Plans by Starbucks (Nasdaq: SBUX), the ubiquitous, but wildly successful, American coffee shop chain, to open up an outlet at the Place du Tertre in the Montmartre neighborhood of Paris has some local residents up in arms.
Although Starbucks already has established a presence in the legendary City of Light -- having first opened stores in France in 2004 -- Place du Tertre means something special to Parisians. Indeed, the picturesque square has long hosted street artists painting in their easels and boasted having such great artists and writers such as Pablo Picasso, Ernest Hemingway and Maurice Utrillo among its illustrious former residents.
The Place du Tertre is also located very close to the beloved and iconic Basilica of the Sacré Cœur, as well as the famous Lapin Agile cabaret. L'Espace Salvador Dalí, a celebrated museum that exhibits the drawings and sculpture of Salvador Dalí, isn’t far away either.
Does a Starbucks belong in such a place?
An American writer named Mary Kay, who operates a blog called “Out and About in Paris,” commented on the impending store opening.
“If someone asked you to close your eyes and imagine one spot in Paris that symbolizes everything that the city means to you, would you conjure up images of a cozy café in the Marais, an old bookstore in the Latin Quarter or a Starbucks at Place du Tertre in Montmartre?” she asked. “Will the artists at Place du Tertre soon be sipping coffee out of cups emblazoned with the Starbuck's logo?”
Kay indicated that the local artists on the square expressed apathy and resignation about the new Starbucks, citing that the former owner of the space that the coffee giant will occupy could not afford the high rent.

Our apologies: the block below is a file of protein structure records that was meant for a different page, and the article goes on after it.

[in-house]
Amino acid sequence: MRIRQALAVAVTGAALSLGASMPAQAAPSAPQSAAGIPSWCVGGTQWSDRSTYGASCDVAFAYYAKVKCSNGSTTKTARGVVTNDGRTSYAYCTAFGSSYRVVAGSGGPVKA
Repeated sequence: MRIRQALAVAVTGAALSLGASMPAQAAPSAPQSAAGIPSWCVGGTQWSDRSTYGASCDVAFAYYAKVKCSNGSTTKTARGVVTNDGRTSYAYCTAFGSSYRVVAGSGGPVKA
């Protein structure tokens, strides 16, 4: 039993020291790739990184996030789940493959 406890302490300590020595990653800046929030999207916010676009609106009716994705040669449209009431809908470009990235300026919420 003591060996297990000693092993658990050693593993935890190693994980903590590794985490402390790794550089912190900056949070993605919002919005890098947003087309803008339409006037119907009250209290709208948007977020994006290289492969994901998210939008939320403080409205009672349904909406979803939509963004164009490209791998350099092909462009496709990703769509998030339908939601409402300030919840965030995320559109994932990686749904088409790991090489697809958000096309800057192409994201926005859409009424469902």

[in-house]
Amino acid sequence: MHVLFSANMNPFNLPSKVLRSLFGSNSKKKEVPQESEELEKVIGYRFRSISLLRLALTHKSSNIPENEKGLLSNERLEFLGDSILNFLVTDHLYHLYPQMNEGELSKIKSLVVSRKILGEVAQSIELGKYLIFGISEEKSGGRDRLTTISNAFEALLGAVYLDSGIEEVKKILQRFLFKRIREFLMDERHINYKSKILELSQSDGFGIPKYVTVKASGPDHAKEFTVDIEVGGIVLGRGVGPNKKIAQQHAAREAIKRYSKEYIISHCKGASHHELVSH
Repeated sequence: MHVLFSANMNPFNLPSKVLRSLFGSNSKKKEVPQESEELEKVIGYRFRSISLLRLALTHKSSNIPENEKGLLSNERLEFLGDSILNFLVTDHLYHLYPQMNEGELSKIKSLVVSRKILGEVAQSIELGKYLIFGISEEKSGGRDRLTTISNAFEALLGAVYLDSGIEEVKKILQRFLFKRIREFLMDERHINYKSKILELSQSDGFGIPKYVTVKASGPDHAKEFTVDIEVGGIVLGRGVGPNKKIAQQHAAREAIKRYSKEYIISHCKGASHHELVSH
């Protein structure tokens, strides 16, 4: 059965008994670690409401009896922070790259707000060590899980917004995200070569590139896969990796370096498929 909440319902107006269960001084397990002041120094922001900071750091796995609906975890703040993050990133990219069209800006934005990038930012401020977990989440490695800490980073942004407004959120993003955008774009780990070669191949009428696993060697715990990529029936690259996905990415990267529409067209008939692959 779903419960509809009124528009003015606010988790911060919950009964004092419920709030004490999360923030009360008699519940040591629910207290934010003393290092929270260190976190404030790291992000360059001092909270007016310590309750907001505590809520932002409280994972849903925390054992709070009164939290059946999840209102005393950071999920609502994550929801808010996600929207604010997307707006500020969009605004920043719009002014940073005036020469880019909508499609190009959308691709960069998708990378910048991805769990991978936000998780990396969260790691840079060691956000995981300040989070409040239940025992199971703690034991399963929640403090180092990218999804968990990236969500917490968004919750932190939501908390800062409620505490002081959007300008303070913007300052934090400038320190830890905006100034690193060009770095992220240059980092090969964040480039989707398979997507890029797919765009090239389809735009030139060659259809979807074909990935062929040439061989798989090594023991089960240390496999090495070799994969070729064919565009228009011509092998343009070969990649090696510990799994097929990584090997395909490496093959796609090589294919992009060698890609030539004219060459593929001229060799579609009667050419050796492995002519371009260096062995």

“Resigning myself to the realities of modern day Paris, I trudged down the steps towards the metro,” Kay added.
“When I heard a group of Americans behind me, I couldn't resist asking if they had heard the news. Shaking their heads in dismay, they said that a Starbucks will completely ruin the essence of Place du Tertre. As for me, I'm still trying to imagine Hemingway ordering a Frappuccino grande and a muffin before settling down with his laptop to take advantage of Starbuck's free Wi-Fi.”
But Starbucks is already in France.
According to MyStore411.com, there are 52 Starbucks locations in France, the bulk of them (39) in Paris itself. On the whole, the chain has almost 18,000 stories worldwide.
An organization called Paris Fierté, or Paris Pride, is vowing to block Starbucks from opening on the fabled square of Place du Tertre.
“Already 20 years ago, McDonald’s tried to set up on the Butte (de Montmartre). The fast food giant had to throw in the towel. Here again we have no intention of giving in,” a member of Pride told the Le Figaro newspaper of Paris.
Pride has launched a petition in the neighborhood, which they plan to submit to local officials and then launch protests.
On its website, Pride declared war on Starbucks: “If tourists from around the world come to Paris to discover the Montmartre district, it is for its unique atmosphere. [If we] accept the introduction of Starbucks in our neighborhood, it would give victory to the globalists who are destroying cultural identities. Resist with us! You want to preserve the spirit of Montmartre? You want a world [of individualism] and not of uniformity? There is still time to derail the [entry] of Starbucks! Merchants, residents, Paris-lovers around the world, all set against the introduction of Starbucks!”
However, some local residents say the real problems are skyrocketing rents that are driving out ordinary shopkeepers from the area.
Frédéric Loup, a pharmacist and president of the Upper Montmartre shopkeeper’s association, told the Daily Telegraph: “I have no illusions about the future. Rent has gone up so much that when I leave, there will be no more [pharmacists] on the butte Montmartre. Small shopkeepers are finding it harder and harder to hold on. Who has enough clout to battle against a giant [like Starbucks]?”
For the record, there are also some 1,200 McDonald’s restaurants in France, making it the company’s second-largest market, after the U.S.
Palash has worked as a business journalist for 21 years in New York.